Concentration: “The Whole Web Pays For Google And Facebook To Be Free” [Bloomberg]. “Consider all the paywalls and paid services that are rolling out across the internet. News, films, music and even theatrical streaming are now available for a subscription fee. The latest example is Twitter Inc., which announced last week that it plans a paid product, dubbed “Super Follows,” where users can charge followers for “premium” tweets and other content. The move is a way for the company to decrease its dependence on advertising revenue — a pot of money that’s increasingly being swallowed up by just Google and Facebook. If online power, and the ad revenue that comes with it, continues to concentrate within those two platforms, expect what you watch, read or listen to elsewhere on the web to start costing you money.”
Concentration: “Amazon accused of copying camera gearmaker’s top-selling item” [CNBC]. “Peak Design has been selling its ‘Everyday Sling’ since 2017, while Amazon’s private-label business released a strikingly similar product last October, called the ‘Amazon Basics Everyday Sling.’ … Peak Design isn’t the first company to question how the retail giant comes up with its own products. Allbirds co-CEO Joey Zwillinger in 2019 called out Amazon for releasing a knit shoe with “striking resemblances” to its own product. More recently, a Wall Street Journal investigation last April found that Amazon uses data from third-party sellers to help develop its private-label goods.” • Peak Design made a video. It’s pretty funny:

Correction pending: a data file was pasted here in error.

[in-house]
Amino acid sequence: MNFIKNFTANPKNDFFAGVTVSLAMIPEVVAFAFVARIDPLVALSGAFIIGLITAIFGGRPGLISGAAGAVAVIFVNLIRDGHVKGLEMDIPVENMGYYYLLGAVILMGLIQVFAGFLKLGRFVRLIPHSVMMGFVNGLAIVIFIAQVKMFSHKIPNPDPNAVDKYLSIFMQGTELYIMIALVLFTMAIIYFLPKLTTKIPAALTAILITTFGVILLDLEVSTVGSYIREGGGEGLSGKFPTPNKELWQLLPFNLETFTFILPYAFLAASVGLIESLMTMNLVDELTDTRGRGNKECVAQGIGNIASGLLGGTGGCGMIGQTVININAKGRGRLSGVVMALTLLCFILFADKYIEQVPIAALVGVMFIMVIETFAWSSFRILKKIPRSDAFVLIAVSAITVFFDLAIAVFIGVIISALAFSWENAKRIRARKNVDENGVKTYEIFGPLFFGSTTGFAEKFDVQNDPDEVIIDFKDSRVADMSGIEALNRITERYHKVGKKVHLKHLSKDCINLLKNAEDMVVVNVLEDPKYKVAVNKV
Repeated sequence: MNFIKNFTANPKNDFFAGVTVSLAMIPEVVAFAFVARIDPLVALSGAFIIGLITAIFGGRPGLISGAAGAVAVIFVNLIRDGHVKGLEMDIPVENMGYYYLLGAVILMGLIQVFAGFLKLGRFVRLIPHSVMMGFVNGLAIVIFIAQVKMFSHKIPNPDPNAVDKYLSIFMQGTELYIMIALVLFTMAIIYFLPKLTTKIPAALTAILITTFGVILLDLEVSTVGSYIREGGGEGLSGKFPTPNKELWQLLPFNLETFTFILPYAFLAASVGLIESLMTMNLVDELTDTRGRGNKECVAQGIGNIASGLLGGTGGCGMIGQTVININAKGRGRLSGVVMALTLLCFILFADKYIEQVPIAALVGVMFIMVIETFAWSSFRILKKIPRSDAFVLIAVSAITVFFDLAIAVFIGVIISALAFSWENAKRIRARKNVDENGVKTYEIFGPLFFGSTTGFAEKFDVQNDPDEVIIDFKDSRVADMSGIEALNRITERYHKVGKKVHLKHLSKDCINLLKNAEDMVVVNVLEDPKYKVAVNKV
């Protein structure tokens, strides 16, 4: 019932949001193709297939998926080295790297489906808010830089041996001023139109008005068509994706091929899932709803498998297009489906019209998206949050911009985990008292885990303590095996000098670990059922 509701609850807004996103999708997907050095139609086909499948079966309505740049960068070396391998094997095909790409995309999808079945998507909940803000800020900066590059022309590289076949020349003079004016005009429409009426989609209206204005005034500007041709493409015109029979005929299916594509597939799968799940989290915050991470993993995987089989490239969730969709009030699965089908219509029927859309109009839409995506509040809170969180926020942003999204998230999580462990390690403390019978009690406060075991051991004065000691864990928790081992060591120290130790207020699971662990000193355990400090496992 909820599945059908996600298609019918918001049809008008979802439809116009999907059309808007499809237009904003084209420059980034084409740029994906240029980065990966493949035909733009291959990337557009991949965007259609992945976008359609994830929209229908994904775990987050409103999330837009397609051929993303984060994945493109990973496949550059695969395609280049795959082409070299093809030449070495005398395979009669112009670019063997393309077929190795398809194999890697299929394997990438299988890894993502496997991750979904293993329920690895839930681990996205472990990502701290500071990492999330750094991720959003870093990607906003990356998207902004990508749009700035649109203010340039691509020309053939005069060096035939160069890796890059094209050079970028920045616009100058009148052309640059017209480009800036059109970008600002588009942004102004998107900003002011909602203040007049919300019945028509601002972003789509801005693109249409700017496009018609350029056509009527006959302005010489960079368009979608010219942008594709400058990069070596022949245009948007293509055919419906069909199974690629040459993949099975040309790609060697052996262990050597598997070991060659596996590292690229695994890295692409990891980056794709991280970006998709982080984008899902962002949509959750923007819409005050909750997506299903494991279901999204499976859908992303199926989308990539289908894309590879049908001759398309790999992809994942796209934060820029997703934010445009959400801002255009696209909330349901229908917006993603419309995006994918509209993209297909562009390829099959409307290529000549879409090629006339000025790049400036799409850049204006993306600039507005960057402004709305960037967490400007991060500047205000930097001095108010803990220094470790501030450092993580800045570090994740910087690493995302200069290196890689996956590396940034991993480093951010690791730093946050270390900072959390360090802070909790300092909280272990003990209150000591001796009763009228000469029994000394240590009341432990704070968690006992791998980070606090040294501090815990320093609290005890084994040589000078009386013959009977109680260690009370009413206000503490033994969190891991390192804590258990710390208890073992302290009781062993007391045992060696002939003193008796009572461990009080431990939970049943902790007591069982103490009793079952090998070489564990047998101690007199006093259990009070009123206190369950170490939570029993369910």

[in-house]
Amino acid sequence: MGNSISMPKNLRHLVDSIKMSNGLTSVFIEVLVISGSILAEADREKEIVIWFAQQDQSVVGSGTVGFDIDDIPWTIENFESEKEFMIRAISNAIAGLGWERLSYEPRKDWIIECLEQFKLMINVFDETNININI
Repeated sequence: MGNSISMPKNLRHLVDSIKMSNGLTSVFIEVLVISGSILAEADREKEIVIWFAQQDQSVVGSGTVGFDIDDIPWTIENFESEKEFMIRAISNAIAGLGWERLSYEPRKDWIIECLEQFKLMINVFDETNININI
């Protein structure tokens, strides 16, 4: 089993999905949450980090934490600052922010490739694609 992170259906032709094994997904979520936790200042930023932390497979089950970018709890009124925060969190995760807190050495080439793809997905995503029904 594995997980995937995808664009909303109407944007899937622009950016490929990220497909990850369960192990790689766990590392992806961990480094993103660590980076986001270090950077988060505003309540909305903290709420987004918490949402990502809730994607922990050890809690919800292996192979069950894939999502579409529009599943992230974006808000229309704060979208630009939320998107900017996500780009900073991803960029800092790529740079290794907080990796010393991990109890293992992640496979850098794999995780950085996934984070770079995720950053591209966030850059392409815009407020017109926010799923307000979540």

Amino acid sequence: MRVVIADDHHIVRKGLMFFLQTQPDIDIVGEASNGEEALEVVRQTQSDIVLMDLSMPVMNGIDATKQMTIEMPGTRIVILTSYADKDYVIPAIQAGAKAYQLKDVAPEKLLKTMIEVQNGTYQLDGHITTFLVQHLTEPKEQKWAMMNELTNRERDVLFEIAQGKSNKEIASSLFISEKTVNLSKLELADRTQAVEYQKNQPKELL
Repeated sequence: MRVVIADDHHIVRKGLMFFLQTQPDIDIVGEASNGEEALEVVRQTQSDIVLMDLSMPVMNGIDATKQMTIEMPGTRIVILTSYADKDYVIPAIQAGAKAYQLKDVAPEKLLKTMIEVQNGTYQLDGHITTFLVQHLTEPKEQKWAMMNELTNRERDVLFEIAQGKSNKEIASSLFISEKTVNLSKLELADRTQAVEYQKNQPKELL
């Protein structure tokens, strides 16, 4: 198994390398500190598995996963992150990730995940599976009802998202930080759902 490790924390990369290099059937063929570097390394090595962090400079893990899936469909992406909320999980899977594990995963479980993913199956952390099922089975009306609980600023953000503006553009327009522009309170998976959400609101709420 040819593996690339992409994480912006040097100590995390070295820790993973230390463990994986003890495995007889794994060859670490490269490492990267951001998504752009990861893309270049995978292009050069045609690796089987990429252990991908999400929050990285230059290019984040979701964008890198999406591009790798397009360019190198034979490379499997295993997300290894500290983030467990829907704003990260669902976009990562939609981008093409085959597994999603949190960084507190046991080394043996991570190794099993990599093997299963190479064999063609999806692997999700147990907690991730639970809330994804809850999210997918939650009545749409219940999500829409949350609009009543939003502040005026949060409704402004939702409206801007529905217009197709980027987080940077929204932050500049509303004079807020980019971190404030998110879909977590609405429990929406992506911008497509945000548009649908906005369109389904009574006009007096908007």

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Today’s Fear & Greed Index: 49 Neutral (previous close: 52 Neutral) [CNN]. One week ago: 58 (Greed). (0 is Extreme Fear; 100 is Extreme Greed). Last updated Mar 4 at 12:40pm.
“Can Bacteria Build A Cheaper Refrigerator?” [Issues in Science and Technology]. “Refrigeration accounts for 17 percent of global energy consumption. In addition to being expensive, it often uses toxic gases that harm the atmosphere and cause global warming. Students from Universidad de los Andes explored ways to bring refrigeration to remote communities in Colombia that lack electricity and refrigeration. These rural areas face health risks when vaccines, lab tests, and medicines can’t be refrigerated properly. The students focused on properties of a bacteria called Pseudomonas syringae, which often attacks plants. Scientists have discovered that this bacteria also produces a protein that makes water freeze at higher temperatures. Using this bacteria, the team were able to raise the freezing temperature of water to 4 ºC (39.2ºF), potentially lowering the amount of energy needed to make ice. In well-built coolers, ice made this way can last much longer than regular ice. The team named its natural refrigeration project PseudoFreeze, after the bacteria itself. Its first application is an icebox to transport vaccines to places without electricity.” • Cool!
“A ‘space hurricane’ hovered above the North Pole for about 8 hours, study says” [USA Today] (original). “The observations, made by satellites in August 2014, were only uncovered during retrospective analyses led by scientists from Shandong University in China. The phenomenon would be an incredible sight, but it’s likely no one saw this particular space hurricane. It would be visible to the naked eye, Lockwood told USA TODAY, “but because the event is over the pole you would have to be at very high latitudes (to see it).”:
A ton of useful videos on ventilation and aersols in this thread:
1/ GOOD VIDEOS TO EXPLAIN COVID-19 AIRBORNE TRANSMISSION
A journalists just asked me for those. So I thought of the ones below, but please reply with others that also do a good job.
— Jose-Luis Jimenez (@jljcolorado) March 4, 2021
Perhaps I should go back an aggregate the studies….
Our Famously Free Press